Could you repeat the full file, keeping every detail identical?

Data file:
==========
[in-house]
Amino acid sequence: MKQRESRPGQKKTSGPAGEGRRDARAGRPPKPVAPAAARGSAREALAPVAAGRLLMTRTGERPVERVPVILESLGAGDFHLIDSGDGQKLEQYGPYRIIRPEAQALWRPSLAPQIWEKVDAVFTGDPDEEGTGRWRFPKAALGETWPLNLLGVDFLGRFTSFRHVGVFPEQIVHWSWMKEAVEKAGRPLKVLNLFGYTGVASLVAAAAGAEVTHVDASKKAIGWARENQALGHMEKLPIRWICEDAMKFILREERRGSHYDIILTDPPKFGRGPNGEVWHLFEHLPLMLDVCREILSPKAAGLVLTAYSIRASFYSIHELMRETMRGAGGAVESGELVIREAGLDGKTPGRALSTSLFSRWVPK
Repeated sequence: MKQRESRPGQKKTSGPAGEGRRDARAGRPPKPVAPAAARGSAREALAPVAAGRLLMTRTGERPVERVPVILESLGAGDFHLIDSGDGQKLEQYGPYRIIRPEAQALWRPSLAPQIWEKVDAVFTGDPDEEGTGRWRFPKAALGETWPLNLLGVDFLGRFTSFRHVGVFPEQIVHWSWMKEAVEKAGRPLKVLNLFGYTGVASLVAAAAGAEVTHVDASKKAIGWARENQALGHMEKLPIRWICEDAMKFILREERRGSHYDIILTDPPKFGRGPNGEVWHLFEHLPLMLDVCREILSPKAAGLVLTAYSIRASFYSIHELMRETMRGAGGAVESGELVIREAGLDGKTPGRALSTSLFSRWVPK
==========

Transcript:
[in-house]
Amino acid sequence: MKQRESRPGQKKTSGPAGEGRRDARAGRPPKPVAPAAARGSAREALAPVAAGRLLMTRTGERPVERVPVILESLGAGDFHLIDSGDGQKLEQYGPYRIIRPEAQALWRPSLAPQIWEKVDAVFTGDPDEEGTGRWRFPKAALGETWPLNLLGVDFLGRFTSFRHVGVFPEQIVHWSWMKEAVEKAGRPLKVLNLFGYTGVASLVAAAAGAEVTHVDASKKAIGWARENQALGHMEKLPIRWICEDAMKFILREERRGSHYDIILTDPPKFGRGPNGEVWHLFEHLPLMLDVCREILSPKAAGLVLTAYSIRASFYSIHELMRETMRGAGGAVESGELVIREAGLDGKTPGRALSTSLFSRWVPK
Repeated sequence: MKQRESRPGQKKTSGPAGEGRRDARAGRPPKPVAPAAARGSAREALAPVAAGRLLMTRTGERPVERVPVILESLGAGDFHLIDSGDGQKLEQYGPYRIIRPEAQALWRPSLAPQIWEKVDAVFTGDPDEEGTGRWRFPKAALGETWPLNLLGVDFLGRFTSFRHVGVFPEQIVHWSWMKEAVEKAGRPLKVLNLFGYTGVASLVAAAAGAEVTHVDASKKAIGWARENQALGHMEKLPIRWICEDAMKFILREERRGSHYDIILTDPPKFGRGPNGEVWHLFEHLPLMLDVCREILSPKAAGLVLTAYSIRASFYSIHELMRETMRGAGGAVESGELVIREAGLDGKTPGRALSTSLFSRWVPK